.....Advertisement.....
.....Advertisement.....

Local News

  • Southern Flavoring celebrates 80 years

    In spite of a tight economy, one of Bedford’s oldest businesses is prospering.

        Southern Flavoring got its start in 1929 after a mine cave-in left William G. Claytor a paraplegic. Claytor had worked as a mine inspector.

  • Attempted capital murder charge

    While investigating a burglary at a barn on Homestead Road in Bedford County, Bedford County Sheriff’s investigator Sgt. Brian Neal testified at a preliminary hearing Monday in General District Court that he was approached by Jay Woodrow Creasy, who lived adjacent to the property, who notched an arrow in a bow and pointed it in his direction.

        “I don’t allow pigs on my farm,” Neal said he was told by Creasy, who then added, “now you’re going to die.”

  • Attorney: Woman ‘remorseful’ for faking diagnosis

    The Moneta woman accused of faking having terminal breast cancer, and receiving money from  fundraisers to help her, is remorseful for her actions, according to her lawyer, Assistant Public Defender Michael Lonchar.

        Ashley Barton Weeks, 27, waived her right Monday in Bedford County General District Court to a preliminary hearing on a felony charge of obtaining money by false pretense. The case will now go before a grand jury, likely to be heard in February.

  • A West Point trio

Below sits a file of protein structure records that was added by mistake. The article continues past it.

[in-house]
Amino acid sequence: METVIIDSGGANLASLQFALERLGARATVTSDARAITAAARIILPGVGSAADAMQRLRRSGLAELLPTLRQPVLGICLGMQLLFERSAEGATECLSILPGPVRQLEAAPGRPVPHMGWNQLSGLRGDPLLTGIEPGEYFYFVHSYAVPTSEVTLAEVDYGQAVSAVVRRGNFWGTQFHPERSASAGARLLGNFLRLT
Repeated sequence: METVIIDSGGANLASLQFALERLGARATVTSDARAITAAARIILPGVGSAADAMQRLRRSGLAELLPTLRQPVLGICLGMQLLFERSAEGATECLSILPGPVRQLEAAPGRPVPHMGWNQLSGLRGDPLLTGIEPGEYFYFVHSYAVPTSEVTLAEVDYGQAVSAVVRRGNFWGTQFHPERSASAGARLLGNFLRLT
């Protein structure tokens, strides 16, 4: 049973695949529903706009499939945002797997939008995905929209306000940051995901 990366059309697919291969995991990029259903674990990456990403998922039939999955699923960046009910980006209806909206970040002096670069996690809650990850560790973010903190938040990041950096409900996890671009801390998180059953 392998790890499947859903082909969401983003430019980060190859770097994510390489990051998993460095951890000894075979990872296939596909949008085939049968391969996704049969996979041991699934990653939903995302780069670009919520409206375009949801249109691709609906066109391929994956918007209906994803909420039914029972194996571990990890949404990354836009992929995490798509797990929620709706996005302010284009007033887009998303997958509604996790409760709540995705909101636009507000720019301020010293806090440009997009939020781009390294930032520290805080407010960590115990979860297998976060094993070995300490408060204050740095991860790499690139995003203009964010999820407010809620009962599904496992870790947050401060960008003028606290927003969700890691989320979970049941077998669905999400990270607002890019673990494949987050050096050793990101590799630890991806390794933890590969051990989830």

Getting appointed to a service academy is the equivalent of a $250,000 scholarship, according to Susan Ranowsky of New London.

        For the Ranowsky family, it’s happened three times. Their daughter, Sarah, a senior at Jefferson Forest High School learned that she had been appointed to the West Point class of 2014. She will join her two brothers, Geoffrey “Geoff” and Josh who are already in their second year there.

  • D-Day Foundation moves

    The building at the corner of East Main Street and South Street that has housed the offices of the National D-Day Foundation for 13 years is now empty.

        The Foundation’s office is now at 106 East Main Street, the former site of the ABC store. The D-Day Foundation set up its resource center at that site six-and-a-half years ago, not long after the ABC store moved out.

  • Challenging year

    Delegate Lacey Putney, chairman of the House of Delegates Appropriations Committee expects 2010 to be an interesting year.

        “To say that it is going to be an interesting year is to say the greatest understatement since when Noah said, ‘It looks like rain,’” Putney commented.

  • A look back at 2009

    Barack Obama inauguration

       

        The new year began with the inauguration of a new president.

        Barack Obama became America’s first black president and local schools made arrangements so that students could watch him take the oath of office on TV.

  • Troops fund Iraqi baby’s gift of sight

    One-year-old Noor Hassam Oudah, known as "Baby Nourah," was born blind with congenital cataracts. The condition is reversible with surgery, but out of reach for her family here, as the city's hospitals lack the facilities and physicians to perform such a procedure.

  • A winter wonderland

    In case you hadn’t noticed, it’s beginning to look a lot like Christmas.

        A record snow this past weekend helped usher winter into the area and cool temperatures, coupled with as much as 18 inches of snow in some parts of Bedford County, are likely to mean a white Christmas Friday.

  • Lighting up Christmas

    Don Stinnette enjoys decorating for Christmas. And if he can help make someone else’s holiday a little brighter by doing it, that’s all the better.

        That’s what led him, and a couple of friends, to put up a 30-foot high Christmas light display in his back yard this year .

        “I enjoy Christmas so much,” Stinnette said. “Maybe somebody else can get some enjoyment out of (the display) too.”